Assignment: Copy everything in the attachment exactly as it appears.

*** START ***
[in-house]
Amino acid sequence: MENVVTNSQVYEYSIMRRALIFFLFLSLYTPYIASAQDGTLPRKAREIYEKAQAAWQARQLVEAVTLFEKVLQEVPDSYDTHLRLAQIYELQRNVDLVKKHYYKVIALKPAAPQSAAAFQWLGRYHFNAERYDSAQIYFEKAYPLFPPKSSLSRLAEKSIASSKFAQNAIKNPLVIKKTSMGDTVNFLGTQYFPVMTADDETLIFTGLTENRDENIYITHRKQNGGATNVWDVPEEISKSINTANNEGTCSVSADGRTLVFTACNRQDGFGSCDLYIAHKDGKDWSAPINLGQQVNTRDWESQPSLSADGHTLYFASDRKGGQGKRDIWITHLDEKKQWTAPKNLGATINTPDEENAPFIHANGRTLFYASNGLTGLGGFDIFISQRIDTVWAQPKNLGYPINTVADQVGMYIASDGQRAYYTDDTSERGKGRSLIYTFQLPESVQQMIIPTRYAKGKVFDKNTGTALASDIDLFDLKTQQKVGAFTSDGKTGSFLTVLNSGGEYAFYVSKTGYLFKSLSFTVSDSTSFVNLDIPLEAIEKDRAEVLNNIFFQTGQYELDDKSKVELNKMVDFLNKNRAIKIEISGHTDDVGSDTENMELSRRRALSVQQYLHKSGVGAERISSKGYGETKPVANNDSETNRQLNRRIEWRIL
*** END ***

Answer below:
[in-house]
Amino acid sequence: MENVVTNSQVYEYSIMRRALIFFLFLSLYTPYIASAQDGTLPRKAREIYEKAQAAWQARQLVEAVTLFEKVLQEVPDSYDTHLRLAQIYELQRNVDLVKKHYYKVIALKPAAPQSAAAFQWLGRYHFNAERYDSAQIYFEKAYPLFPPKSSLSRLAEKSIASSKFAQNAIKNPLVIKKTSMGDTVNFLGTQYFPVMTADDETLIFTGLTENRDENIYITHRKQNGGATNVWDVPEEISKSINTANNEGTCSVSADGRTLVFTACNRQDGFGSCDLYIAHKDGKDWSAPINLGQQVNTRDWESQPSLSADGHTLYFASDRKGGQGKRDIWITHLDEKKQWTAPKNLGATINTPDEENAPFIHANGRTLFYASNGLTGLGGFDIFISQRIDTVWAQPKNLGYPINTVADQVGMYIASDGQRAYYTDDTSERGKGRSLIYTFQLPESVQQMIIPTRYAKGKVFDKNTGTALASDIDLFDLKTQQKVGAFTSDGKTGSFLTVLNSGGEYAFYVSKTGYLFKSLSFTVSDSTSFVNLDIPLEAIEKDRAEVLNNIFFQTGQYELDDKSKVELNKMVDFLNKNRAIKIEISGHTDDVGSDTENMELSRRRALSVQQYLHKSGVGAERISSKGYGETKPVANNDSETNRQLNRRIEWRIL